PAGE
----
Subcutaneous Progesterone Is Effective and Safe for Luteal Phase Support in IVF: An Individual Patient Data Meta-Analysis of the Phase III Trials

PLoS One. 2016 Mar 18;11(3):e0151388. doi: 10.1371/journal.pone.0151388. eCollection 2016.

Abstract

Objective: To summarize efficacy and safety data on a new progesterone compound which is available for subcutaneous administration as compared to vaginally administered progesterone for luteal phase support in patients undergoing IVF treatment.

Design: Data from two randomized phase III trials (07EU/Prg06 and 07USA/Prg05) performed according to GCP standards with a total sample size of 1435 per-protocol patients were meta-analyzed on an individual patient data level.

Setting: University affiliated reproductive medicine unit.

Patients: Subcutaneous progesterone was administered to a total of 714 subjects and vaginal progesterone was administered to a total of 721 subjects who underwent fresh embryo transfer after ovarian stimulation followed by IVF or ICSI. The subjects were between 18 and 42 years old and had a BMI <30 kg/m2.

Interventions: Subcutaneous progesterone 25 mg daily vs. either progesterone vaginal gel 90 mg daily (07EU/Prg06) or 100 mg intravaginal twice a day (07USA/Prg05) for luteal phase support in IVF patients.

Main outcome measures: Ongoing pregnancy rate beyond 10 gestational weeks, live birth rate and OHSS risk.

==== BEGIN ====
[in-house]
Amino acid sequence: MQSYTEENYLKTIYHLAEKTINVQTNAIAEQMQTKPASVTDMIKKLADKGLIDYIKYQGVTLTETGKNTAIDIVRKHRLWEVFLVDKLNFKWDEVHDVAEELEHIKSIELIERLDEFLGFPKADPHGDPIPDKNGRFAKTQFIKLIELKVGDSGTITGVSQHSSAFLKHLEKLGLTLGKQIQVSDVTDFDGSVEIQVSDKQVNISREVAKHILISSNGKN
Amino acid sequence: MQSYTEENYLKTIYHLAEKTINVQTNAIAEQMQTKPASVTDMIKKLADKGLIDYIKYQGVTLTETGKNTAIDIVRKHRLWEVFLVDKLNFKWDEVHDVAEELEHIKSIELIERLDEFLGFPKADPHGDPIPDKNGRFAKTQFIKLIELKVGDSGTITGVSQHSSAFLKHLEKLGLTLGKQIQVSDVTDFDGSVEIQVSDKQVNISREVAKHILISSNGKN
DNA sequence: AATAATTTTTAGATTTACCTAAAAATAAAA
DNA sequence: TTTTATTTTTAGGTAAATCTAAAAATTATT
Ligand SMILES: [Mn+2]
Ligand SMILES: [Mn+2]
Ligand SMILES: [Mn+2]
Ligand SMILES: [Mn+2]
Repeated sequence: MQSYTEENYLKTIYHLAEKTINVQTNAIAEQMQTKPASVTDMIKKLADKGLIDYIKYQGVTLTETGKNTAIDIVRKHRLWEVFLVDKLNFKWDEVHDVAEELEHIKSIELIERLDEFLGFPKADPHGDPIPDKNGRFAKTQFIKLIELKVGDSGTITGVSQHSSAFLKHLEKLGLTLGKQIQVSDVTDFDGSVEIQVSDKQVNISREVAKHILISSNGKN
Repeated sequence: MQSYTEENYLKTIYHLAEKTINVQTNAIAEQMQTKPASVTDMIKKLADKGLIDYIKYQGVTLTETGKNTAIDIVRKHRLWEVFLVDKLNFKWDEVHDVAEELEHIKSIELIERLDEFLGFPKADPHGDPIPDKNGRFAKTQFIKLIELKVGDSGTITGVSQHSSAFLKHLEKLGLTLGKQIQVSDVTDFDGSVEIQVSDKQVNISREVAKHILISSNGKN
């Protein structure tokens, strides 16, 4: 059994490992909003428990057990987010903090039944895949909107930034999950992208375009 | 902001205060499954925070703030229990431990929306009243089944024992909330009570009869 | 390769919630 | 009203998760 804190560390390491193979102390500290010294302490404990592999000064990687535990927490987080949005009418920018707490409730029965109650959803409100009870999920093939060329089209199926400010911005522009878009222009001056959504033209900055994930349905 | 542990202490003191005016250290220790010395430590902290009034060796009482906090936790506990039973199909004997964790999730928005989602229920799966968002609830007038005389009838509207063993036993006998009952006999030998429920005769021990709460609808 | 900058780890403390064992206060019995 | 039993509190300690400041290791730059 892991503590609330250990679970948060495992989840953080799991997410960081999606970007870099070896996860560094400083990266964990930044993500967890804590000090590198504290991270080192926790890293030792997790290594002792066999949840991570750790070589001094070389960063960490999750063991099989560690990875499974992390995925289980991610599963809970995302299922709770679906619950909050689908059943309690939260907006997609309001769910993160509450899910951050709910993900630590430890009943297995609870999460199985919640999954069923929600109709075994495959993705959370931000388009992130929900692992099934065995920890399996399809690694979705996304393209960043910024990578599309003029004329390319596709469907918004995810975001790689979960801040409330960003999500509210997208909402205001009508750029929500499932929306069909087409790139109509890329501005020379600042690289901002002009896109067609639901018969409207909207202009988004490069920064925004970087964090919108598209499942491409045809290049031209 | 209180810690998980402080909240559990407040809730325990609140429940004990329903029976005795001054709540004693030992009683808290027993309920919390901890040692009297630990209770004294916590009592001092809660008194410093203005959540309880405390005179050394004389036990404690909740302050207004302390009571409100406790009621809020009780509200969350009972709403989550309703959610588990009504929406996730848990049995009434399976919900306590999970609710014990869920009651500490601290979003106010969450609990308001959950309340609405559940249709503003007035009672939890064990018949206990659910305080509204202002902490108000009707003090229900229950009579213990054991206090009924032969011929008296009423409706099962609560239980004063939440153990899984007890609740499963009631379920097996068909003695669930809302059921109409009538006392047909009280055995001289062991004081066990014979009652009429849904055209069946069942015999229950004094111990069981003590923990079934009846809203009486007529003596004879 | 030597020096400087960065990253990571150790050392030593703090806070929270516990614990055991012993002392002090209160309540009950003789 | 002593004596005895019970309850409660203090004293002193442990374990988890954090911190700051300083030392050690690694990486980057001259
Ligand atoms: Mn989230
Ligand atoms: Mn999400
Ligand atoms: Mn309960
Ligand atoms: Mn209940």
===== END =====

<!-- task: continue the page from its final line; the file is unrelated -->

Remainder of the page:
Results: The administration of subcutaneous progesterone versus intra-vaginal progesterone had no impact on ongoing pregnancy likelihood (OR = 0.865, 95% CI 0.694 to 1.077; P = n.s.), live birth likelihood (OR = 0.889, 95% CI 0.714 to 1.106; P = n.s.) or OHSS risk (OR = 0.995, 95% CI 0.565 to 1.754; P = n.s.) in regression analyses accounting for clustering of patients within trials, while adjusting for important confounders. Only female age and number of oocytes retrieved were significant predictors of live birth likelihood and OHSS risk.

Conclusion: No statistical significant or clinical significant differences exist between subcutaneous and vaginal progesterone for luteal phase support.

Publication types

  • Meta-Analysis
  • Research Support, Non-U.S. Gov't

MeSH terms

  • Administration, Intravaginal
  • Adult
  • Birth Rate
  • Clinical Trials, Phase III as Topic
  • Embryo Transfer
  • Female
  • Fertilization in Vitro / methods*
  • Humans
  • Live Birth
  • Luteal Phase / drug effects*
  • Luteal Phase / physiology
  • Ovarian Hyperstimulation Syndrome / epidemiology
  • Ovarian Hyperstimulation Syndrome / etiology
  • Ovulation Induction / methods
  • Pregnancy
  • Pregnancy Rate
  • Progesterone / administration & dosage*
  • Progesterone / therapeutic use*
  • Treatment Outcome

Substances

  • Progesterone

Grant support

Support for this work was provided by IBSA Institute Biochimique SA http://www.ibsa.ch. The funder provided support in the form of salaries for author [GG], but did not have any additional role in the study design, data collection and analysis, decision to publish, or preparation of the manuscript. The specific roles of the authors are articulated in the Author Contributions section.